A spoonful of sugar… makes your car lighter?
This is Sandra Tsing Loh with the Loh Down on Science.
Carbon-fiber. It’s a defining feature of elite planes, racing cars, and even sports equipment. This ultra-light material means cars need less fuel and you can swing that racket faster. But carbon-fiber’s main ingredient comes from fossil fuel. Can’t we find a greener solution?
Enter Gregg Beckham and his team at the National Renewable Energy Laboratory. They made carbon fiber ingredients using only sugar and some bacteria.
Where do they get the sugar, you ask? Plants of course! Beckham used inedible plant bits. Like corn stalks and wheat straw. They broke these materials down into basic sugars and added a little acid.
They then created some genetically engineered bacteria and had them gorge on the sugar. That released lots of alcohol! Not the kind we can drink. But a kind that can be cheaply used to form the main ingredient of carbon-fiber!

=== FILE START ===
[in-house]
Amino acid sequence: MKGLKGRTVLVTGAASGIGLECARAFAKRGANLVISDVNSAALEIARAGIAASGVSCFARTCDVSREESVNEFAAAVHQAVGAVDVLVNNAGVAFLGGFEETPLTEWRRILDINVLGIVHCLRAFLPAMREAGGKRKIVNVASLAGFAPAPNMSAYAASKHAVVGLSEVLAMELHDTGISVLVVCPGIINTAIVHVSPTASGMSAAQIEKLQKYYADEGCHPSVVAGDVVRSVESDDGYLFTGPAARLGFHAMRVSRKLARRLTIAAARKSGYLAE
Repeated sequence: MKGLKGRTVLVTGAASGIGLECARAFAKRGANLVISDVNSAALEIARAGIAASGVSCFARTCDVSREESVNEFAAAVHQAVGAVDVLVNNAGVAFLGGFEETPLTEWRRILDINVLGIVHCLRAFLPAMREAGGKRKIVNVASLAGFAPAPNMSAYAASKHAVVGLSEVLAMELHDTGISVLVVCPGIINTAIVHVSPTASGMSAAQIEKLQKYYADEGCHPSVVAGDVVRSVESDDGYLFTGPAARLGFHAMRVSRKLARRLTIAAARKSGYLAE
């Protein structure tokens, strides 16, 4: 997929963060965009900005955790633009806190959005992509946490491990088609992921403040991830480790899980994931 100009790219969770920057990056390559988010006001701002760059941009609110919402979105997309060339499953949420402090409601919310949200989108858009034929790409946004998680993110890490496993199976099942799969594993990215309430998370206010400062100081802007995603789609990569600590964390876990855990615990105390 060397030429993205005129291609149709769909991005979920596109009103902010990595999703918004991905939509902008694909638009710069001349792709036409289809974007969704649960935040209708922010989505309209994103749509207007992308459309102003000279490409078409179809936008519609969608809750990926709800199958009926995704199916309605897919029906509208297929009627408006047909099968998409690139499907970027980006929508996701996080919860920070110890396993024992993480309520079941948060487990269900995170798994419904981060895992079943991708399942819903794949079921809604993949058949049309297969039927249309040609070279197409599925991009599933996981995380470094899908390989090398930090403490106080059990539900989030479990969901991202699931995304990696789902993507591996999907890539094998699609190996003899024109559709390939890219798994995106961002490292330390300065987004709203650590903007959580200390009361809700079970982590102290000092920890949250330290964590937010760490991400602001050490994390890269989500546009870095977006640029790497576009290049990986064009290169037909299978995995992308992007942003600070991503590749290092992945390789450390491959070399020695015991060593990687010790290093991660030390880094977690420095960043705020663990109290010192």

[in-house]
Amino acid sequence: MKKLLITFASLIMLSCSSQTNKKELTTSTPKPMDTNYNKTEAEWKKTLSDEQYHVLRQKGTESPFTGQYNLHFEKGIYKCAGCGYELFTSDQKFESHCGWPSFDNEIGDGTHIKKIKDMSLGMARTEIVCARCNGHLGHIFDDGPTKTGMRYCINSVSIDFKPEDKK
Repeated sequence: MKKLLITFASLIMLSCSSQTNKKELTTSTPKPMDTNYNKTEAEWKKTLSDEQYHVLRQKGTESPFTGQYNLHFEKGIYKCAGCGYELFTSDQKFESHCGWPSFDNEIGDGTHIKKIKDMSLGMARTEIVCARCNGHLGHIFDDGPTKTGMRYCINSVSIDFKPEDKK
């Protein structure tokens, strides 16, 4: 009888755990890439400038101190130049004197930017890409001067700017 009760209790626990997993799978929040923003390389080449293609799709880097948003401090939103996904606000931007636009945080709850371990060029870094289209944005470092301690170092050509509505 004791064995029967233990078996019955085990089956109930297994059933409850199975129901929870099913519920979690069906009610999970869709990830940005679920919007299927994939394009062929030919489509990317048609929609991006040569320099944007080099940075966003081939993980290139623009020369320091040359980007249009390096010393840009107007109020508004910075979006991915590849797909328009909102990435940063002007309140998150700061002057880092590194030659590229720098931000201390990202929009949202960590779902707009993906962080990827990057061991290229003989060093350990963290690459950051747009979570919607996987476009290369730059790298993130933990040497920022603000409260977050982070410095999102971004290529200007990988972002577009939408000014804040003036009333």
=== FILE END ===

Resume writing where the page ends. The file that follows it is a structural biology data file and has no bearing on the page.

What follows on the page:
Best of all, their method avoids toxic by-products and a large price tag. Giving us a cheaper and safer way to make faster, more fuel-efficient cars.
Who ever said sugar wasn’t good for us?
Reference: Karp, E. M., Eaton, T. R., Sànchez i Nogué, V., Vorotnikov, V., Biddy, M. J., Tan, E. C. D., Brandner, D. G., Cywar, R. M., Liu, R., Manker, L. P., Michener, W. E., Gilhespy, M., Skoufa, Z., Watson, M. J., Fruchey, O. S., Vardon, D. R., Gill, R. T., Bratis, A. D., & Beckham, G. T. (2017). Renewable acrylonitrile production. Science, 358(6368), 1307–1310. https://doi.org/10.1126/science.aan1059